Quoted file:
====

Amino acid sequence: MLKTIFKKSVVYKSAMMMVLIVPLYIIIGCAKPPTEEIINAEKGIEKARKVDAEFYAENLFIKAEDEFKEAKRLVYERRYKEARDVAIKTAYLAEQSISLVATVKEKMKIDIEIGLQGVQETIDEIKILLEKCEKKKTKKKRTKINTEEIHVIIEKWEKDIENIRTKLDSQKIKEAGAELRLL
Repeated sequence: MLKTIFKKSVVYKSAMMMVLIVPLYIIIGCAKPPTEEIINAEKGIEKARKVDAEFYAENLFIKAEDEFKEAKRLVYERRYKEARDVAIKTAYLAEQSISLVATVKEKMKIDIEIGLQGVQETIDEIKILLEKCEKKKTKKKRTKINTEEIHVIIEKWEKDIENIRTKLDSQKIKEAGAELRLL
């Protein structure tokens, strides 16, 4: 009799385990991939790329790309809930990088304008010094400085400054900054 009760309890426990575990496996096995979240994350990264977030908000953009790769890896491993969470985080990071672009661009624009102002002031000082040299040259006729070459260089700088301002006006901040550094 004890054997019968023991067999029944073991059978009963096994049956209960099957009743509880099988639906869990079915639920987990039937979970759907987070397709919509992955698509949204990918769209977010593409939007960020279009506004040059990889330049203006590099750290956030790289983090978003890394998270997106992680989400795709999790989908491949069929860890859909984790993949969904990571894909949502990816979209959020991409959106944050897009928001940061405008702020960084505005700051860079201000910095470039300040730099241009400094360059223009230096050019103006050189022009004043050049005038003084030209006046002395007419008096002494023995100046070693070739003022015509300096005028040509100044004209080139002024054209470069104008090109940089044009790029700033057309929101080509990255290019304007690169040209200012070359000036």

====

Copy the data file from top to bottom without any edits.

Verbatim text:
Amino acid sequence: MLKTIFKKSVVYKSAMMMVLIVPLYIIIGCAKPPTEEIINAEKGIEKARKVDAEFYAENLFIKAEDEFKEAKRLVYERRYKEARDVAIKTAYLAEQSISLVATVKEKMKIDIEIGLQGVQETIDEIKILLEKCEKKKTKKKRTKINTEEIHVIIEKWEKDIENIRTKLDSQKIKEAGAELRLL
Repeated sequence: MLKTIFKKSVVYKSAMMMVLIVPLYIIIGCAKPPTEEIINAEKGIEKARKVDAEFYAENLFIKAEDEFKEAKRLVYERRYKEARDVAIKTAYLAEQSISLVATVKEKMKIDIEIGLQGVQETIDEIKILLEKCEKKKTKKKRTKINTEEIHVIIEKWEKDIENIRTKLDSQKIKEAGAELRLL
């Protein structure tokens, strides 16, 4: 009799385990991939790329790309809930990088304008010094400085400054900054 009760309890426990575990496996096995979240994350990264977030908000953009790769890896491993969470985080990071672009661009624009102002002031000082040299040259006729070459260089700088301002006006901040550094 004890054997019968023991067999029944073991059978009963096994049956209960099957009743509880099988639906869990079915639920987990039937979970759907987070397709919509992955698509949204990918769209977010593409939007960020279009506004040059990889330049203006590099750290956030790289983090978003890394998270997106992680989400795709999790989908491949069929860890859909984790993949969904990571894909949502990816979209959020991409959106944050897009928001940061405008702020960084505005700051860079201000910095470039300040730099241009400094360059223009230096050019103006050189022009004043050049005038003084030209006046002395007419008096002494023995100046070693070739003022015509300096005028040509100044004209080139002024054209470069104008090109940089044009790029700033057309929101080509990255290019304007690169040209200012070359000036």